Am, Are, or: Always

no doors in walls to Keep out fear
 just: Look and See, but no walls there...
  once structures, now Convulsing lines
   there's Is, there's Was, less timeless rhymes
    no what, no I, but only Am
     Am Flail for textures; Whisper, "damn..."
      unbearable, Am's Feels Are Galled
       Walled in, Crawling, no space at all!

nouns swiftly Twisting into verbs
 Think straight! no theater left to Be absurd
  Am Think, Think Knows, and on it Goes...
   and then: Am Start. "Do Are Suppose?"
    Are Could Aid Am by Opening...
     the... the... constantly Creaking
      Are Know... what... Am... Am Trying to Say...
       dear, Grab the Turns and Pull that... way...

Hope Looks; Look Sees; See Steps; Step Lands-
 Am find myself in Are's... dear hands?
  hands warm... Hands firm, Hands' Form confirms
   Convulsions slow; Walls' Lines conform...
    are... You... am I... I... feared I'd die
     before I... held You one last Time...
      I... want... to say... I've come to see...
       That... You and I... We'll al...ways... be...

H/T @Joni

H/T @João-Maria


  • I wrote this in Nov. ’20, inspired by two fellow blogger-poets: Joni & João-Maria, as you can see above. (For those who are not very familiar with Internet slang, ‘H/T’ means ‘hat tip’, kinda like – ‘I tip my hat to you, Ma’am.’) My poem includes segments of both these writers’ works:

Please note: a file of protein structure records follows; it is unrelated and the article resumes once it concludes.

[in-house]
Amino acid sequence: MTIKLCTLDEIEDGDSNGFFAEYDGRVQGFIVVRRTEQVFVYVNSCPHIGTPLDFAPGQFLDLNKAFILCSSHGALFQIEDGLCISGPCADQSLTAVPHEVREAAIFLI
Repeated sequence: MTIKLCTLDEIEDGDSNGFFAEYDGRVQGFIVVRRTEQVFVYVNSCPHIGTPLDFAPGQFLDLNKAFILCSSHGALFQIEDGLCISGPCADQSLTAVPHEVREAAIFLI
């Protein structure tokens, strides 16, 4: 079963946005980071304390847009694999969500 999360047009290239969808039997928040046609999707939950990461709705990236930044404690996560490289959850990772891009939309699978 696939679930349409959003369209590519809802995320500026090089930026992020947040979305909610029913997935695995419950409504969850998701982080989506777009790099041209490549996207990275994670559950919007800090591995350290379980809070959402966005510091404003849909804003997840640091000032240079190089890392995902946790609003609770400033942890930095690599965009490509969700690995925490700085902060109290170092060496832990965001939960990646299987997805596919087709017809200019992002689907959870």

• From Joni, I took the line: “no doors in walls to keep out fears”.
    • From João-Maria, I took the line: “this unbearable structure of convulsing lines”.
  • The combination of the lines I borrowed from these two poems led my thinking in a surreal direction, as you can see… In my mind’s eye, I was imagining what it would be like if reality started to convulse and fears could no longer be kept at bay.
  • Also, I no longer recall what led me to this particular idea, but this piece was written as a personal experiment, in that I composed it, imagining a dimension in which all nouns somehow turn into verbs… Essentially, I was playing with language here, deliberately not using nouns in the poem.
  • The perspective of the poem was meant to be that of somebody at death’s proverbial door, losing touch with reality, a near-death experience in which the physical world melts away.
  • I’m re-posting this today for d’Verse… I had a lot of fun imagining and writing it. And, reading it now, I find myself enjoying it and my recollections of the creative process that led to its formation.

31 thoughts on “Am, Are, or: Always”

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